11. 11. Societies with more social inequality, show larger skills gaps by parental education background Average numeracy score by parent educational background (PEB) and inequality 240 250 260 270 280 290 300 0.18 0.23 0.28 0.33 0.38 Numeracyscore Inequality (Gini coefficient) Low PEB Medium PEB High PEB 11
  12. 12. A stronger impact of parental educational status correlates with higher inequality in numeracy skills Australia Austria Flanders (Belgium) Canada Czech Republic Denmark Estonia Finland France Germany Ireland Italy Japan Korea Netherlands Norway Poland Slovak Republic Spain Sweden England/N. Ireland (UK) United States 20 25 30 35 40 45 50 55 60 105 110 115 120 125 130 135 140 Score-pointdifference,byparents'highestlevelof educationalattainment Score-point difference between the top and the bottom 10% in numeracy proficiency Correlation between inequality in numeracy skills and the impact of parents' education Correlation = 0.57 Native born only, controlling for age and gender 12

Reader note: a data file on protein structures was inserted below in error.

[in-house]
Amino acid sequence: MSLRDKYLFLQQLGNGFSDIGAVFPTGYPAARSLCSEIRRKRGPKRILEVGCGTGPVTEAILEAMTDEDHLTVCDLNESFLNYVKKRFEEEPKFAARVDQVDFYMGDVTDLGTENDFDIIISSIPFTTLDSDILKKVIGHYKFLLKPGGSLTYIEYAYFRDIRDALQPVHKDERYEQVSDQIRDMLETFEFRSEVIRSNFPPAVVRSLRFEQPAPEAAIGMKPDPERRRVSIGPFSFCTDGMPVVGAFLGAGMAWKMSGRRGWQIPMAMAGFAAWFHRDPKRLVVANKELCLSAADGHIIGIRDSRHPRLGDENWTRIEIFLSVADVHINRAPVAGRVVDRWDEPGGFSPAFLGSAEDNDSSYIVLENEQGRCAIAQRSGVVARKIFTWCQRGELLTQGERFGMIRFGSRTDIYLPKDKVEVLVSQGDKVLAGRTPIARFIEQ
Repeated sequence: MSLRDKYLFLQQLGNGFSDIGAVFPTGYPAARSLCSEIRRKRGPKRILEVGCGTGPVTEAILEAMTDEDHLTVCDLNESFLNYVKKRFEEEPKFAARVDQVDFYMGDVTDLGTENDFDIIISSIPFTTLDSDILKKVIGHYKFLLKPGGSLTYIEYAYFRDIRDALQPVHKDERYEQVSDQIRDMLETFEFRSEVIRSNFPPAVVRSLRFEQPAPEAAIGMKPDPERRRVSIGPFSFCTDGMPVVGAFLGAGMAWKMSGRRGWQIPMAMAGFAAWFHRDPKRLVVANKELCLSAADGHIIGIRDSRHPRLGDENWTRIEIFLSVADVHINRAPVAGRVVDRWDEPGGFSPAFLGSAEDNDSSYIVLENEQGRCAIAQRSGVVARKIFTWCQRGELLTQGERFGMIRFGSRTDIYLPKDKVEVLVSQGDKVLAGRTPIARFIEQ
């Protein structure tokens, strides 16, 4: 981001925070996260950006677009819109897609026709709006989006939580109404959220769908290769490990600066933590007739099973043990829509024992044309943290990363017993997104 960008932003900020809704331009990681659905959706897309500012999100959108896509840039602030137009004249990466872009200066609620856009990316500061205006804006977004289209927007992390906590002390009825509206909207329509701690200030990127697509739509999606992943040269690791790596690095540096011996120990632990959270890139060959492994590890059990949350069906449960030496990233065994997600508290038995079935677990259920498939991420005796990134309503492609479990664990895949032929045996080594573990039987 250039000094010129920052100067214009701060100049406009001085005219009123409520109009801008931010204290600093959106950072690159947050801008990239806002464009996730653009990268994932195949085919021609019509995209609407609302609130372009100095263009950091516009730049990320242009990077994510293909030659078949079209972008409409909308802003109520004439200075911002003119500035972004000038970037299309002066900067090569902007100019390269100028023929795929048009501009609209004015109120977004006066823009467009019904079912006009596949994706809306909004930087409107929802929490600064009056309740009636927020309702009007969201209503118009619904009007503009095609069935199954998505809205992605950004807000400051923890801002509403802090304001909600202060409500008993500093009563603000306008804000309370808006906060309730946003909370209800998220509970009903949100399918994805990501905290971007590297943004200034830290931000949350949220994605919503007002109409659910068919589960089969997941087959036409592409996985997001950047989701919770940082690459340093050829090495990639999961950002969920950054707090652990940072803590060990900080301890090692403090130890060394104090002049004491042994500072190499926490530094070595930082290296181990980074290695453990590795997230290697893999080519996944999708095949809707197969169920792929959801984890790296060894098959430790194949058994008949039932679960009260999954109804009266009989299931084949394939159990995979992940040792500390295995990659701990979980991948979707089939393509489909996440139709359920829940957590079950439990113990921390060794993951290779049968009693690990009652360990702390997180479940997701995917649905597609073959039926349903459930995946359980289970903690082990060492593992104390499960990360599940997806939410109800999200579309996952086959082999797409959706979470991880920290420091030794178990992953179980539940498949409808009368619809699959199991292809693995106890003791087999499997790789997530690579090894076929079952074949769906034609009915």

13. 13. Participation in adult education and training by skills, education, parents’ education and labour market status 0 10 20 30 40 50 60 70 80 90 100 Participationratesof25-64year-oldsin formaland/ornon-formaleducation Level 4/5 Level 3 Level 2 Level 0/1 Literacy proficiency level: 0 10 20 30 40 50 60 70 80 90 100 Tertiary Upper secondary or post- secondary non-tertiary Below upper secondary Educational attainment level: 0 10 20 30 40 50 60 70 80 90 100 Employed Unemployed Inactive Labour market status: 0 10 20 30 40 50 60 70 80 90 100 Tertiary Upper secondary or post- secondary non-tertiary Below upper secondary Educational attainment level of parents: 13
  14. 14. Skills and skills use foster adult learning Adult participation in formal and/or non-formal education, by frequency of use of reading skills in everyday life (2012 or 2015) 0 10 20 30 40 50 60 70 80 90 Finland Denmark Sweden Israel Netherlands Estonia NewZealand Norway Slovenia Korea UnitedStates Chile Singapore Spain Canada Australia OECDaverage Ireland Poland EU22average Lithuania CzechRepublic Germany England(UK) Flanders(Belgium) Turkey NorthernIreland(UK) Austria Jakarta(Indonesia) Japan SlovakRepublic Italy Greece France RussianFederation % Participation among adults with the highest frequency of use of reading skills in everyday life Participation among adults with the lowest frequency of use of reading skills in everyday life 14